NORTHBROOK, Ill. , December 19, 2013 /3BL Media/ – A woman living at an abuse shelter in Kentucky was able to save $2,000 and through matching funds provided by a grant from The Allstate Foundation, she bought a Volkswagen Beetle that she drives to get around safely. The vehicle provides her independence to help her get past an abusive relationship.
This is just one small but powerful example of how Allstate and The Allstate Foundation are helping to make a difference for individuals in communities across the country. For the second year in a row, Allstate was named to The Civic 50, which recognizes companies for their commitment to improve the quality of life in the communities where they do business. The Civic 50 is produced by the National Conference on Citizenship and Points of Light, and published by Bloomberg News.
“Allstate’s corporate responsibility programs reach deep into communities across the country,” said Vicky Dinges, senior vice president of corporate responsibility at Allstate. “We are financially empowering thousands of domestic violence survivors, making the roads safer for the next generation of drivers, and helping Chicago’s neighborhoods become safer places to live and work.”
Notably, during a first-of-its-kind summit of nonprofit leaders hosted by The Allstate Foundation in conjunction with its sixtieth anniversary, Allstate found a new way to deliver greater social impact. In collaboration with summit participants, The Allstate Foundation created a $600,000 grant program designed to strengthen the nonprofit sector in the areas of organizational, technological and leadership development.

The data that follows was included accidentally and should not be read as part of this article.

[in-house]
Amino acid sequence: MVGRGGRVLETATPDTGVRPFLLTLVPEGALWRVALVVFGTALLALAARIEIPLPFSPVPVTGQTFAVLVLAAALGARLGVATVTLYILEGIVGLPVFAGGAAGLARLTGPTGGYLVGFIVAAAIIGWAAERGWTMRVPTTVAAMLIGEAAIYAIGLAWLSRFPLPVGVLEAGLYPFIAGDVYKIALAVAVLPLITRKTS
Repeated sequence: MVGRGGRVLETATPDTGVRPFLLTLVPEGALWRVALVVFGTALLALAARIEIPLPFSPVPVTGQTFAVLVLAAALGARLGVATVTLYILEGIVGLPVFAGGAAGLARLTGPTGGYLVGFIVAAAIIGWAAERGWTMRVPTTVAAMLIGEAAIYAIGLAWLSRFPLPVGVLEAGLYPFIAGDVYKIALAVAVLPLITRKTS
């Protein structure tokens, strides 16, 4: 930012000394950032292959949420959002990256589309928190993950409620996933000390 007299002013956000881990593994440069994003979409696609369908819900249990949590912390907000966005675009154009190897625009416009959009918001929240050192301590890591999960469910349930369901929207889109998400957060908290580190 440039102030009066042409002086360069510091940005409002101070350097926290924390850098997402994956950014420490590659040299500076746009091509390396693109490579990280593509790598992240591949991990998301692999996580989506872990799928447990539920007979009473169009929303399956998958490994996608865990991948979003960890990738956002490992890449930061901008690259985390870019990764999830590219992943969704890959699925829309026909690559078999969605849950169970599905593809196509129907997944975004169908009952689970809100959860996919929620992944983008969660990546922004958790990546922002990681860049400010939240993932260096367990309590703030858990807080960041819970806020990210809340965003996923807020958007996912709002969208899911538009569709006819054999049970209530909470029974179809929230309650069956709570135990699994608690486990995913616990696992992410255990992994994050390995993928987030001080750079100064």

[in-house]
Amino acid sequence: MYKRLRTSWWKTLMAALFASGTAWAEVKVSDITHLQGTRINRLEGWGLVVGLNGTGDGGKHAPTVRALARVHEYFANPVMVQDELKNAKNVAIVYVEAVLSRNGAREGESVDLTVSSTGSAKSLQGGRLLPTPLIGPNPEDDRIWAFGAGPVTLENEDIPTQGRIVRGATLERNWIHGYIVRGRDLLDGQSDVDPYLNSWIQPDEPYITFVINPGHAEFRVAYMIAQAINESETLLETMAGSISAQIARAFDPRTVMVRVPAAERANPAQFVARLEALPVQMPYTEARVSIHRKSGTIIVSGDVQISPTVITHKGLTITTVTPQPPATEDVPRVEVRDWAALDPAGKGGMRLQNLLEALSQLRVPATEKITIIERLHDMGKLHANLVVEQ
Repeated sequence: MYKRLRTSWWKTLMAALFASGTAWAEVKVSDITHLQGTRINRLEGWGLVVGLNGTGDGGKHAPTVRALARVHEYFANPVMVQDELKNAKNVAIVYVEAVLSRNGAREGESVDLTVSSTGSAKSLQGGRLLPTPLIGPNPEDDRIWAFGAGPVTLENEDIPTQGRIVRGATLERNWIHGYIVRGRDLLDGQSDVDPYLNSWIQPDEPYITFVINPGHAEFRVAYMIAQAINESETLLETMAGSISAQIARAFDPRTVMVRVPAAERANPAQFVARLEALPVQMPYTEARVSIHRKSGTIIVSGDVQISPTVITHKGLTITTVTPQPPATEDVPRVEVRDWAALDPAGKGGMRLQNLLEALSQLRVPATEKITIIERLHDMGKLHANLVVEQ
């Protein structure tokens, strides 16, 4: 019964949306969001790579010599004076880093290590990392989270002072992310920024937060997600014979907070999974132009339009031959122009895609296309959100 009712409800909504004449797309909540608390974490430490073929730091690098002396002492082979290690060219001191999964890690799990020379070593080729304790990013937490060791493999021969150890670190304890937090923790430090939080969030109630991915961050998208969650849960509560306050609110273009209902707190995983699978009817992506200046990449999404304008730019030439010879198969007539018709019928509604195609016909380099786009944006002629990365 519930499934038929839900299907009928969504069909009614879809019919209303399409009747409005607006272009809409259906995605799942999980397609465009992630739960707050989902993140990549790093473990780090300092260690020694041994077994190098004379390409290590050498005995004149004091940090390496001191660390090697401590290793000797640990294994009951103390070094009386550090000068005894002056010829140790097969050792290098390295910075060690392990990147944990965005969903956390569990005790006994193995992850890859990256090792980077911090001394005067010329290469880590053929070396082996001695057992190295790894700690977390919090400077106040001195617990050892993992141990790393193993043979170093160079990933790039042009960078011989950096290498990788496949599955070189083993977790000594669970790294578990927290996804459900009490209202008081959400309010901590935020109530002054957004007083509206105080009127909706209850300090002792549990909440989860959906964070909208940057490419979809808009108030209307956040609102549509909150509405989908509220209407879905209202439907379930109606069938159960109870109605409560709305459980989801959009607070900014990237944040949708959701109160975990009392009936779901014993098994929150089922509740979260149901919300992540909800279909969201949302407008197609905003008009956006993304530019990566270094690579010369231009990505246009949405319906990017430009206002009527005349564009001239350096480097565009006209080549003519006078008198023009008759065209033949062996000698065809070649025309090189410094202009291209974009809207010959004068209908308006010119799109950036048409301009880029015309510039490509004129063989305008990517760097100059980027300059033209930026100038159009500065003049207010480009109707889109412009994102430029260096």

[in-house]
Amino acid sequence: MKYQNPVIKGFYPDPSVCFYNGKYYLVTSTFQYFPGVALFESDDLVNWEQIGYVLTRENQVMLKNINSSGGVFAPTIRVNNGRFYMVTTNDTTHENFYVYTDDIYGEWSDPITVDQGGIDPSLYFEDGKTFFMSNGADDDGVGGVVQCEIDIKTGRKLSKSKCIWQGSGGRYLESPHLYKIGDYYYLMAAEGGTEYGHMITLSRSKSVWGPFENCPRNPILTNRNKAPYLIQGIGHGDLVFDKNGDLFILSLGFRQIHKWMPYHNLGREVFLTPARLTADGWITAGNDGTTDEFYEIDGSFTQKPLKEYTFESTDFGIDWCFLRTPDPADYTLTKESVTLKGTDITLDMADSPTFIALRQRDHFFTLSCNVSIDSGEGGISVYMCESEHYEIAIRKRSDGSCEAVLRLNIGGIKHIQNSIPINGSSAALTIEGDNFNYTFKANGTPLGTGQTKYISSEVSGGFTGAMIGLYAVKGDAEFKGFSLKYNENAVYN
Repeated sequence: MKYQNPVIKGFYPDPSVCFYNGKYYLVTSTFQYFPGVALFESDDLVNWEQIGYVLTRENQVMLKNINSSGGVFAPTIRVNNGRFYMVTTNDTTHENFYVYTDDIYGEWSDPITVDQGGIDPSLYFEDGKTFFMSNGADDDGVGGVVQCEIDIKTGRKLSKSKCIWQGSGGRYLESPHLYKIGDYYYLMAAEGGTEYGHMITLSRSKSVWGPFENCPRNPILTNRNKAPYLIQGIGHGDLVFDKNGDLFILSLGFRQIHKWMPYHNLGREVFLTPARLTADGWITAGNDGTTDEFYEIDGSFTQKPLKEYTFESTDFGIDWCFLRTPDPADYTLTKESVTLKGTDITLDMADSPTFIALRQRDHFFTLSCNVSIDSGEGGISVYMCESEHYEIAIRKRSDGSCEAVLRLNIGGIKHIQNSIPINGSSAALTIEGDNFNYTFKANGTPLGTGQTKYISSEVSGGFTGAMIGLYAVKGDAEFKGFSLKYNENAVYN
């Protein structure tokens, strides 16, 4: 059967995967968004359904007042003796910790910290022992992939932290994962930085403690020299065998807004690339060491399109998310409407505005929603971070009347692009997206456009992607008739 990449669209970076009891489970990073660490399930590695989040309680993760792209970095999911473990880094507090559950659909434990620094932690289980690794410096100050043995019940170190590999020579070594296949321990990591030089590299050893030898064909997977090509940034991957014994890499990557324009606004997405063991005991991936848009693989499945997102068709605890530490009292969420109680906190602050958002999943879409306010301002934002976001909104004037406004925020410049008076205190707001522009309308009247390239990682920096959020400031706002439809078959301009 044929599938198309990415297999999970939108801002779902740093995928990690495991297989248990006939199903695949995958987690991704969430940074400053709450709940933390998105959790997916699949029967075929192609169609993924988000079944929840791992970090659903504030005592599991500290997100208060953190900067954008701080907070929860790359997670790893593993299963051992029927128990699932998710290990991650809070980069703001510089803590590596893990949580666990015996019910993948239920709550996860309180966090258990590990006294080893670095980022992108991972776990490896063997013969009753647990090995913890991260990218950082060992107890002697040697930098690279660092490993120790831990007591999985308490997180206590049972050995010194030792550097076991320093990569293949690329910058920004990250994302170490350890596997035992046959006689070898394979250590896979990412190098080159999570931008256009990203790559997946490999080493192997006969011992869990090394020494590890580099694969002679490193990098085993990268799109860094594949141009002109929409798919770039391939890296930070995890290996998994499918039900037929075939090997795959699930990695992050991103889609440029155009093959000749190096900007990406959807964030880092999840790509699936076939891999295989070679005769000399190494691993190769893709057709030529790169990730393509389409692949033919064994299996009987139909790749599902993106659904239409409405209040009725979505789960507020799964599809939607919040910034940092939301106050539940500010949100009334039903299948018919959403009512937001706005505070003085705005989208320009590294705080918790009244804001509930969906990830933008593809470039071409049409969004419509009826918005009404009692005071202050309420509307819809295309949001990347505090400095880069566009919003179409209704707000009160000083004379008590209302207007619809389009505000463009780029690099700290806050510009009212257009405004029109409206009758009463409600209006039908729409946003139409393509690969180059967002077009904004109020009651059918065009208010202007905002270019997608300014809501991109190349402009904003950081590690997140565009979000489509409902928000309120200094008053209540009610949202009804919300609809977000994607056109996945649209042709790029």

“Grant programs like this are rare in the philanthropic community. By combining business know-how with nonprofit expertise, we’re making a real difference in peoples’ lives,” said Dinges. “Collaborating side-by-side with nonprofits not only deepens the impact of our work and of our partners; it helps us think differently about how we can benefit local communities on a greater level.”
The Civic 50 was developed in partnership with a high-profile working group of lead researchers and industry thought leaders. Dozens of corporate advisors provided strategic guidance on the program’s objectives, including defining indicators, developing methodology, and identifying partners and participants. As a result of this collaborative process, the initiative reflects leading insights to how corporations can and should engage with communities in a twenty-first century economy.
“The results of this year’s Civic 50 survey show that even the most civically engaged companies are doing more to make community engagement a top priority and a permanent aspect of their business strategy,” said Michael Weiser, chairman of the Board, National Conference on Citizenship and Neil Bush, chairman of the Board, Points of Light, in a joint statement. “These 50 companies are showing others in the private sector how to boost the bottom line and make the world a better place.”
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